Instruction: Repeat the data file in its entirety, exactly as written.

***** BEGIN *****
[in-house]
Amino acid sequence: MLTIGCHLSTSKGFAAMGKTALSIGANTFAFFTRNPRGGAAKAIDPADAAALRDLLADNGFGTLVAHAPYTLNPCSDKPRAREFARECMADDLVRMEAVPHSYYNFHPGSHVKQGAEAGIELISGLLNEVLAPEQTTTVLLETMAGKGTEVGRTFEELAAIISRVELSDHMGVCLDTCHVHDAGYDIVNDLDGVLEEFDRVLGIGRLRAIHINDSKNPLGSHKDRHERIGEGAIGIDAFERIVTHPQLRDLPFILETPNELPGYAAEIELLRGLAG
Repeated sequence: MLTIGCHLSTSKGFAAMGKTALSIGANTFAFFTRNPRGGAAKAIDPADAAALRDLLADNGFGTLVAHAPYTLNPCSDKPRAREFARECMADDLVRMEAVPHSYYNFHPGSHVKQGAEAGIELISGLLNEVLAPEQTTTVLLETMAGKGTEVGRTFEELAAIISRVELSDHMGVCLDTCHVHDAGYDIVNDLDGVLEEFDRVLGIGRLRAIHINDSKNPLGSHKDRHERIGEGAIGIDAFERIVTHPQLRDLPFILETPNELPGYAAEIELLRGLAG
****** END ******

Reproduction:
[in-house]
Amino acid sequence: MLTIGCHLSTSKGFAAMGKTALSIGANTFAFFTRNPRGGAAKAIDPADAAALRDLLADNGFGTLVAHAPYTLNPCSDKPRAREFARECMADDLVRMEAVPHSYYNFHPGSHVKQGAEAGIELISGLLNEVLAPEQTTTVLLETMAGKGTEVGRTFEELAAIISRVELSDHMGVCLDTCHVHDAGYDIVNDLDGVLEEFDRVLGIGRLRAIHINDSKNPLGSHKDRHERIGEGAIGIDAFERIVTHPQLRDLPFILETPNELPGYAAEIELLRGLAG
Repeated sequence: MLTIGCHLSTSKGFAAMGKTALSIGANTFAFFTRNPRGGAAKAIDPADAAALRDLLADNGFGTLVAHAPYTLNPCSDKPRAREFARECMADDLVRMEAVPHSYYNFHPGSHVKQGAEAGIELISGLLNEVLAPEQTTTVLLETMAGKGTEVGRTFEELAAIISRVELSDHMGVCLDTCHVHDAGYDIVNDLDGVLEEFDRVLGIGRLRAIHINDSKNPLGSHKDRHERIGEGAIGIDAFERIVTHPQLRDLPFILETPNELPGYAAEIELLRGLAG